Some 66 million years ago, a meteor slammed into the Earth, wiping out the non-avian dinosaurs and paving the way for tiny mammals to fill the void left by the decline of the reptiles.
Those mammals would evolve into humans, who would go on to develop laws and in doing so create a few dinosaurs of their own.
COVID-19 wasn’t exactly a meteor, but its impact on the legal landscape is similar to what happened with the dinosaurs. The legal profession was largely forced online and, just as our ancestors evolved to fit a new ecological niche, our profession has evolved to suit the new reality.
That doesn’t mean we don’t still have a few dinosaurs in the profession, nor that there aren’t some archaic practices that need reforming, and a recent case shows that this incudes legislative reform.
McCarthy v TKM Builders Pty Ltd  QSC 301 considered the question of whether or not documents had been effectively served via sending an email with a link to a Dropbox file, and decided that such service was not effective (read our casenote). This isn’t surprising, as the legislation being interpreted predated the release of Dropbox by six years.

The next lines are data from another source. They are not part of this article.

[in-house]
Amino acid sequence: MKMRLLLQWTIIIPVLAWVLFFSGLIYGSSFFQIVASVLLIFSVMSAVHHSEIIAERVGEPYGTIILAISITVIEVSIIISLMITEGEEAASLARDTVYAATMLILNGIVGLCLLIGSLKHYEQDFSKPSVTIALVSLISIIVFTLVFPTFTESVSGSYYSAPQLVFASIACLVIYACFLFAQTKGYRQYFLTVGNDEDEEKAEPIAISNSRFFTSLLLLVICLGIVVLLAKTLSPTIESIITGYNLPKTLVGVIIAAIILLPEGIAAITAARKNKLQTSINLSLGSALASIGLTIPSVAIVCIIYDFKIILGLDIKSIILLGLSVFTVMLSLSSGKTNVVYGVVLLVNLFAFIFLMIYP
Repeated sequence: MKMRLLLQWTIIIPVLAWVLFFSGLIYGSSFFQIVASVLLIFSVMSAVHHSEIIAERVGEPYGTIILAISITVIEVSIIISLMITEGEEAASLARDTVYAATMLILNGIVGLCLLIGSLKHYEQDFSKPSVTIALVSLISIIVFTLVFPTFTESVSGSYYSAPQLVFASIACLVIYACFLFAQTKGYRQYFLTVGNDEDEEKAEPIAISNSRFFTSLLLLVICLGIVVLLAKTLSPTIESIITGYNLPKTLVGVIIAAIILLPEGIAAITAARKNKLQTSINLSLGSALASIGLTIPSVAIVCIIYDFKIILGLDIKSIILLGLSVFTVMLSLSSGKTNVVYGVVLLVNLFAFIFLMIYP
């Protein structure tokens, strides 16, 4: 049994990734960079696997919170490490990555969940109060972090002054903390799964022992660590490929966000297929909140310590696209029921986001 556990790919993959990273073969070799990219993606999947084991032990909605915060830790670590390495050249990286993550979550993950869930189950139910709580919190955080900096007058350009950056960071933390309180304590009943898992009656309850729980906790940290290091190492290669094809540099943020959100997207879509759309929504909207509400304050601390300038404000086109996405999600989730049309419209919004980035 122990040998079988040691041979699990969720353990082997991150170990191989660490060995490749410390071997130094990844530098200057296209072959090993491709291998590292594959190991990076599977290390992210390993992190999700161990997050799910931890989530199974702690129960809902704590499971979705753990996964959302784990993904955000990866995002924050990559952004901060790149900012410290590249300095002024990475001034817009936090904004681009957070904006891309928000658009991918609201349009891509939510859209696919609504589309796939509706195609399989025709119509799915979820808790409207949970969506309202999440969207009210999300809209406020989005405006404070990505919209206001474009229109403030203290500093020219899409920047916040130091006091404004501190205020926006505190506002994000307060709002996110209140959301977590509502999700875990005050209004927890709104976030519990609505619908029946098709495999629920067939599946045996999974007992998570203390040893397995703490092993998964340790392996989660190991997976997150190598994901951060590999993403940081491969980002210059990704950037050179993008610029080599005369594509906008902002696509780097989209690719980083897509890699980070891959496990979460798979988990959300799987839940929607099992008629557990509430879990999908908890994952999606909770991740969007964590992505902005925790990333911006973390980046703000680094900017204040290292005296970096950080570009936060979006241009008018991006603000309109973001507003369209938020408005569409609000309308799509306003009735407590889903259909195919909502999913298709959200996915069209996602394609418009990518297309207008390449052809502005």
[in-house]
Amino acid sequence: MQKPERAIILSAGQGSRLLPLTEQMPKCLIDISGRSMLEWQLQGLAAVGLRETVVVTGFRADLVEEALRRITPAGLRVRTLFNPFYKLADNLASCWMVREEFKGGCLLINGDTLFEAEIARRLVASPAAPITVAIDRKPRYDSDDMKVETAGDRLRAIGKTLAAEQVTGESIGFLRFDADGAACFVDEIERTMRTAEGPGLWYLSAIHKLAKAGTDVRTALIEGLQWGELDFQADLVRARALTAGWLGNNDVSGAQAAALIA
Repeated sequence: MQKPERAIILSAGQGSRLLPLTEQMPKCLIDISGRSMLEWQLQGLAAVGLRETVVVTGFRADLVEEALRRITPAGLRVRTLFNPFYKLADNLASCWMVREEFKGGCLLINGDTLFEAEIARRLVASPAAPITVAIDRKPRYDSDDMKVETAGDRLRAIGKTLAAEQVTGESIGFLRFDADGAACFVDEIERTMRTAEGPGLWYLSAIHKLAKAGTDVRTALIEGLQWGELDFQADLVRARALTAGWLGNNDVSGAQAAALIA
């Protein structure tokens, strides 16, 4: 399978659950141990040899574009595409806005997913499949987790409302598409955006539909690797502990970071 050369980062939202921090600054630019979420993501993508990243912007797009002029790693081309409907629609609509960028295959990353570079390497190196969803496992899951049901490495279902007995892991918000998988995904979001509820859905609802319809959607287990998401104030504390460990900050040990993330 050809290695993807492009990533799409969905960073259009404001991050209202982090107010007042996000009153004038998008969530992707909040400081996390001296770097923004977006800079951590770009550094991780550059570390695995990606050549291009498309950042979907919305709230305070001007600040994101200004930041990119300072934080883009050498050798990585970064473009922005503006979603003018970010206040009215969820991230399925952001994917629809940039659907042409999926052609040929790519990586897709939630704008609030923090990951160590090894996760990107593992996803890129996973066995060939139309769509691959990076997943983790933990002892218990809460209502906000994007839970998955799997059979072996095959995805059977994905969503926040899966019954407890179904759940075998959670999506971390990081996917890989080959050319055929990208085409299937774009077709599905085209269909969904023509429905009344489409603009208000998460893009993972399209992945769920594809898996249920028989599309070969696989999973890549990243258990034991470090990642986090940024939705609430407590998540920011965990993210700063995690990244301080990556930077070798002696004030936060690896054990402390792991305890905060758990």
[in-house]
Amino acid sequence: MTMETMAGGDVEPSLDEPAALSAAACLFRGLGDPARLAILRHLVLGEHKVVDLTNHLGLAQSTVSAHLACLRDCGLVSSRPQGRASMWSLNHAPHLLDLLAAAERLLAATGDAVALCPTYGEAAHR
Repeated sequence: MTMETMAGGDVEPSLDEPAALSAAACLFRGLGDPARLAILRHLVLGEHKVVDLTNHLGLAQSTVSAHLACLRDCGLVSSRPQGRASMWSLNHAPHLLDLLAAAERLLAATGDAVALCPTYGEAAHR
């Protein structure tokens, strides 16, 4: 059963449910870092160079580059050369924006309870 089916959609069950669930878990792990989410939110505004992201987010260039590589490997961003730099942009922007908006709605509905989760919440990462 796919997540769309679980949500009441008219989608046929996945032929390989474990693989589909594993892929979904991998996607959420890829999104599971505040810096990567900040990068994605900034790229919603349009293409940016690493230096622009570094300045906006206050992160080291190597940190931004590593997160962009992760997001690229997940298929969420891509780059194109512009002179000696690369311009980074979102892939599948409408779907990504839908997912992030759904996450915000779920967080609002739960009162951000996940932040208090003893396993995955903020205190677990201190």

In one sense, the drafters of legislation such as the Electronic Transactions (Queensland) Act 2001 and the Commonwealth Electronic Transactions Act 1999 are to be congratulated. Despite being passed long before most of the technology they regulate was developed, the Acts perform remarkably well. As the McCarthy case shows, however, there are situations which they cannot accommodate.
This led to a somewhat bizarre result in that Mr McCarthy received the email with the link, and forwarded it to his solicitors, but never accessed the documents and thus avoided being served. This is akin to receiving documents via traditional means but avoiding service by refusing to open the envelope.
The effect is that firms are spending a fortune printing several copies of large documents to comply with laws that were written before smartphones, tablets, and file-hosting services (not to mention technology such as blockchain and machine learning). The result is huge files that will eventually be stored for seven years and then shredded, an almost criminal waste of time and resources.
Now that just about the entire world has been dragged into the digital realm, it would seem timely to conduct serious legislative reform in the electronic transactions space.
Queensland Law Society has called on parties in this year’s state election to commit to upgrading court technology, and that will of necessity involve revisiting the legislation which regulates the online world. This constitutes an opportunity to undertake genuine reform of the laws which underpin our digital economy – it should not be missed.